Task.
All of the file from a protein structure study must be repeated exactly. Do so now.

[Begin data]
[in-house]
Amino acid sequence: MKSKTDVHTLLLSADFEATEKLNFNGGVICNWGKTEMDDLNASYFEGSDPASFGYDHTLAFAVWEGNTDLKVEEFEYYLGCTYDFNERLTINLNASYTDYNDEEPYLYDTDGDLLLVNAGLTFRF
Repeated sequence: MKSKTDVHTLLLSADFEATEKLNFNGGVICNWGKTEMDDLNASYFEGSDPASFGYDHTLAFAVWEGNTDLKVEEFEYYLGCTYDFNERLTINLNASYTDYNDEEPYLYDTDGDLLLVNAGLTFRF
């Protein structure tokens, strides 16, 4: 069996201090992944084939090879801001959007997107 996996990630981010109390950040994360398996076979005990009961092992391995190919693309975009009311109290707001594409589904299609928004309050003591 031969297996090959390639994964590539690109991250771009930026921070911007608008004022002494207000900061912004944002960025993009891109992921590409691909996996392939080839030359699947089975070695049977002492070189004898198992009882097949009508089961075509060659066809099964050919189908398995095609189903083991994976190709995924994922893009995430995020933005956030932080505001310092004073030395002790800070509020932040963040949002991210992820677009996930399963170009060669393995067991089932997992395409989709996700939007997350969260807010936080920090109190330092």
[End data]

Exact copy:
[in-house]
Amino acid sequence: MKSKTDVHTLLLSADFEATEKLNFNGGVICNWGKTEMDDLNASYFEGSDPASFGYDHTLAFAVWEGNTDLKVEEFEYYLGCTYDFNERLTINLNASYTDYNDEEPYLYDTDGDLLLVNAGLTFRF
Repeated sequence: MKSKTDVHTLLLSADFEATEKLNFNGGVICNWGKTEMDDLNASYFEGSDPASFGYDHTLAFAVWEGNTDLKVEEFEYYLGCTYDFNERLTINLNASYTDYNDEEPYLYDTDGDLLLVNAGLTFRF
């Protein structure tokens, strides 16, 4: 069996201090992944084939090879801001959007997107 996996990630981010109390950040994360398996076979005990009961092992391995190919693309975009009311109290707001594409589904299609928004309050003591 031969297996090959390639994964590539690109991250771009930026921070911007608008004022002494207000900061912004944002960025993009891109992921590409691909996996392939080839030359699947089975070695049977002492070189004898198992009882097949009508089961075509060659066809099964050919189908398995095609189903083991994976190709995924994922893009995430995020933005956030932080505001310092004073030395002790800070509020932040963040949002991210992820677009996930399963170009060669393995067991089932997992395409989709996700939007997350969260807010936080920090109190330092």